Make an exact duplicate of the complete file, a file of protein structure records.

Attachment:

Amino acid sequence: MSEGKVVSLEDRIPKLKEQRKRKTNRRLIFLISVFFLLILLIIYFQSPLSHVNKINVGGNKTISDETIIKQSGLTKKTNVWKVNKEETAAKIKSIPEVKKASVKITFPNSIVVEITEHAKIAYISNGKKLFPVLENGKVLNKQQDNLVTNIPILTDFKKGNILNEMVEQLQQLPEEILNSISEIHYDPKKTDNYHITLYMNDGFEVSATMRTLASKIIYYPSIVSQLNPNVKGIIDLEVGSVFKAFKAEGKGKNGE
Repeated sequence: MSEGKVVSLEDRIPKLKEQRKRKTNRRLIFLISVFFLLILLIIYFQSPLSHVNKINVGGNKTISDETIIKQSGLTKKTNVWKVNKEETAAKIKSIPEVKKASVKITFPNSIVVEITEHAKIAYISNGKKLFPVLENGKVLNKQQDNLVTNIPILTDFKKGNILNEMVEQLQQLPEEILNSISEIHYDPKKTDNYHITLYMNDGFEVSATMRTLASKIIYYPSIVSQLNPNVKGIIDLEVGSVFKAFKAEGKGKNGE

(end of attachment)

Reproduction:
Amino acid sequence: MSEGKVVSLEDRIPKLKEQRKRKTNRRLIFLISVFFLLILLIIYFQSPLSHVNKINVGGNKTISDETIIKQSGLTKKTNVWKVNKEETAAKIKSIPEVKKASVKITFPNSIVVEITEHAKIAYISNGKKLFPVLENGKVLNKQQDNLVTNIPILTDFKKGNILNEMVEQLQQLPEEILNSISEIHYDPKKTDNYHITLYMNDGFEVSATMRTLASKIIYYPSIVSQLNPNVKGIIDLEVGSVFKAFKAEGKGKNGE
Repeated sequence: MSEGKVVSLEDRIPKLKEQRKRKTNRRLIFLISVFFLLILLIIYFQSPLSHVNKINVGGNKTISDETIIKQSGLTKKTNVWKVNKEETAAKIKSIPEVKKASVKITFPNSIVVEITEHAKIAYISNGKKLFPVLENGKVLNKQQDNLVTNIPILTDFKKGNILNEMVEQLQQLPEEILNSISEIHYDPKKTDNYHITLYMNDGFEVSATMRTLASKIIYYPSIVSQLNPNVKGIIDLEVGSVFKAFKAEGKGKNGE